Horse Racing Selections and Handicapping Reports
This article covers allowance and stakes races on the dirt or all-weather surfaces.
As the horses step up in class, the value of pace and speed decrease and value of class rating increases. In lower class races pace is the dominating factor. As the class level of the race rises, the speed becomes the deciding factor. When we are in the stakes level of competition, class becomes the dominating factor. Other factors are still used to separate the top contenders.
Allowance races cover young horses that are stepping up to allownace company for the first time to horses that are just bellow stakes caliber. The deciding factor in this class starts with speed and early pace for the young three year olds and becomes the speed at the top of this level with class being a very strong secondary factor. The higher we move in this level of competition, the more important the class figure become in effecting our decision making. When we move to stakes level of competition, class figures are the dominating factor and speed figures are secondary.
At the very bottom, usually a three year old trying the allowance company for the first time, will always face a stronger early pace pressure and no matter if he or she has speed figures comparable to the rest of the field, if he or she does not have a comparable early pace number (EP) to the rest of the field, it can not be considered a top key in the field.
Here we have an example of a young three year old (top pick) that has the top speed rating but lacks the early pace number close enough to this field's early pace to effectively step up in class. We understand that this horse is a sustained runner and will be flying late down the stretch but these numbers may be good enough to run down a field of claimers but not this allowance field. On the other hand, our second pick becomes a very attractive key horse.
When moving upward in this level, experienced three year olds and older, the speed figure becomes the dominating factor and class is a close secondary factor. We do not consider pace because higher level horses can handle different pace pressures and still post a good speed figure. We still use the pace figures to determine how a race may shape up but will not use these figures to seperate the top contenders.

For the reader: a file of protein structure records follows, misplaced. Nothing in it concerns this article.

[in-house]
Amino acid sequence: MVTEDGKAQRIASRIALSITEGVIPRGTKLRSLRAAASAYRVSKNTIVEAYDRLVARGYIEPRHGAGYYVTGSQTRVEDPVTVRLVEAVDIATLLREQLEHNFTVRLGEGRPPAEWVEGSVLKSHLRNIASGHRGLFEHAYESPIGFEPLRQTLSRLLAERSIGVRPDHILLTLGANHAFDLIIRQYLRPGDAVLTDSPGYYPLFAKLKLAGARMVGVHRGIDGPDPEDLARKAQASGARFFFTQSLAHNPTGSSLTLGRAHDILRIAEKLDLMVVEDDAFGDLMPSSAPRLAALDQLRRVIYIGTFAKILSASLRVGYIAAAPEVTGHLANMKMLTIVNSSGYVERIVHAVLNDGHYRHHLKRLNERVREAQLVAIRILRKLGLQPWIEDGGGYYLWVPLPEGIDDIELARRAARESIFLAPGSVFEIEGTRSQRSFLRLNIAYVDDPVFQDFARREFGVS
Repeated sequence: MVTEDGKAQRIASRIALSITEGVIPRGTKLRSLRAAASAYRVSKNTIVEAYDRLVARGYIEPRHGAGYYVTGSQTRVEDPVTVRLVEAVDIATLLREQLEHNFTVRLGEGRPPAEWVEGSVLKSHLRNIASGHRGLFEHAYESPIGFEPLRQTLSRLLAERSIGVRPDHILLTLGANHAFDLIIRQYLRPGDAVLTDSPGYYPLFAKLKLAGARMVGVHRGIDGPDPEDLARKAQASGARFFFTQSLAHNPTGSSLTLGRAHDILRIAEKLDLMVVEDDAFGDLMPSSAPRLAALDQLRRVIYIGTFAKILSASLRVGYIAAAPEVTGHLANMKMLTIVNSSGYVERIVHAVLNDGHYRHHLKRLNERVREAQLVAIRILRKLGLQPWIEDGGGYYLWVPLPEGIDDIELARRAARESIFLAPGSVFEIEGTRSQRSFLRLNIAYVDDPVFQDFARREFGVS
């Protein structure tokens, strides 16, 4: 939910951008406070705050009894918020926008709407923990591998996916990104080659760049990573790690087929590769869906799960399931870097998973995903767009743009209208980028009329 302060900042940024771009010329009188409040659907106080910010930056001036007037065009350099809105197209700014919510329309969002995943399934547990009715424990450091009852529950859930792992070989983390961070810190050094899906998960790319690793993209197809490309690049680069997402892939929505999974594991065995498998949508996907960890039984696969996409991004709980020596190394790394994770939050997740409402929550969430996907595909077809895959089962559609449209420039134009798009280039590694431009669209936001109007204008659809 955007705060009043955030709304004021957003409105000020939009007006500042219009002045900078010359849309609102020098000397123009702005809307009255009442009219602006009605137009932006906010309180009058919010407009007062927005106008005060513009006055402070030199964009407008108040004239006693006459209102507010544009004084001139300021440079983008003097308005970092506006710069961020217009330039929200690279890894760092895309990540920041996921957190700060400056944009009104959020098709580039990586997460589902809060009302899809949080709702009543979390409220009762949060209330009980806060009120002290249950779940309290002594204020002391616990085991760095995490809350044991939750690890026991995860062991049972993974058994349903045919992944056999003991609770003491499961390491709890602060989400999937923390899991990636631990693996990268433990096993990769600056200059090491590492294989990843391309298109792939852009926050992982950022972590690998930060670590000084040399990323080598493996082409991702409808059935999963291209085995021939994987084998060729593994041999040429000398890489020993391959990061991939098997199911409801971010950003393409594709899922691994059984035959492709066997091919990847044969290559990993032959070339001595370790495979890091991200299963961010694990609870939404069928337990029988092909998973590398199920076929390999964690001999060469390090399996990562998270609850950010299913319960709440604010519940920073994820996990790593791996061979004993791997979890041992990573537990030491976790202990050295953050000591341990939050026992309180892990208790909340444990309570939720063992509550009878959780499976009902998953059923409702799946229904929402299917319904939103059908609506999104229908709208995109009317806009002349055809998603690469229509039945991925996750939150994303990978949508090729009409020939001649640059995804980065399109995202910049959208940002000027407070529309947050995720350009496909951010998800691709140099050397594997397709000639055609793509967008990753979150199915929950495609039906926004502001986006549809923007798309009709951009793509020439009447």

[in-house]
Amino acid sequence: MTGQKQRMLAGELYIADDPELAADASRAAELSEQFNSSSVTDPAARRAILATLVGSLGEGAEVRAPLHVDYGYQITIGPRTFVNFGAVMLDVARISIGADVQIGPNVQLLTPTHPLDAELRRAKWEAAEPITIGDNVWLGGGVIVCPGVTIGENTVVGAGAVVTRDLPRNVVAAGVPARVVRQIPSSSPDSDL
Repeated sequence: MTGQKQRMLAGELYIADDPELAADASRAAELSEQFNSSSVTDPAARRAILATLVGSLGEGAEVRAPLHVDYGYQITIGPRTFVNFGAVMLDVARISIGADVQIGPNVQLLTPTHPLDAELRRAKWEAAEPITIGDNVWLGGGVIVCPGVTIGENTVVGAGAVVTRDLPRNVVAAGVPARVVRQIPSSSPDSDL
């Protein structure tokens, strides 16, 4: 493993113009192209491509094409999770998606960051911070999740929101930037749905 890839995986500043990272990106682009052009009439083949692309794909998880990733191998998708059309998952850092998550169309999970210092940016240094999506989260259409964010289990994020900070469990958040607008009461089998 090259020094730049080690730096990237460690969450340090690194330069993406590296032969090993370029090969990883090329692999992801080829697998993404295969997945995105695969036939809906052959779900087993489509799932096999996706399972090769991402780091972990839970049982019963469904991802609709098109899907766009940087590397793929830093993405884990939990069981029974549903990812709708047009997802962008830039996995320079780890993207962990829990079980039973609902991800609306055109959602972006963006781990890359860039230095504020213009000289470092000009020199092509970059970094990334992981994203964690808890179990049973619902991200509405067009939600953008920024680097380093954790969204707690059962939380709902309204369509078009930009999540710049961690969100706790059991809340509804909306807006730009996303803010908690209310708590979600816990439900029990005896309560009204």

In this example, the top three horses are very close in speed ratings but the third choice becomes our key horse with that superior class rating. Here is when we use the pace calls to determine if our key horse is a solid top key or should it be keyed in the second hole also. When we look at early and turn pace numbers, we notice that second and third choice are identical in numbers and will be hooking each other the whole race, lower class horses usually give up the fight but this long fight may have just taken too much out of both to fend off a late challenger so we play our key in both holes of an exotic.
Here is an example of a clear top key selection. The top pick has the top speed, top class and not much of pace challenge that may stop this horse from winng the race easily. Of course this horse will be a short price key. Horses like this are not good for most players because no matter how strong a horse is, some will try to beat them and end up losing money on an exotic with a free square. Our suggestion is that if you do not like to play short price horses and exotics that do not offer a good price, sit the race out instead of trying to beat a solid winner.
Here is an example of a G3 stakes race. The top pick has superior total points over this field but that low class rating indicates that this horse is stepping up in class. The second choice and the Sixth choice are stepping down in class. The sixth choice is too far down the list to be considered so the second choice is our top key selection. A conservative player may play the second choice in top two holes or the top two picks in a horizontal play due to the big total point spread of the top choice.
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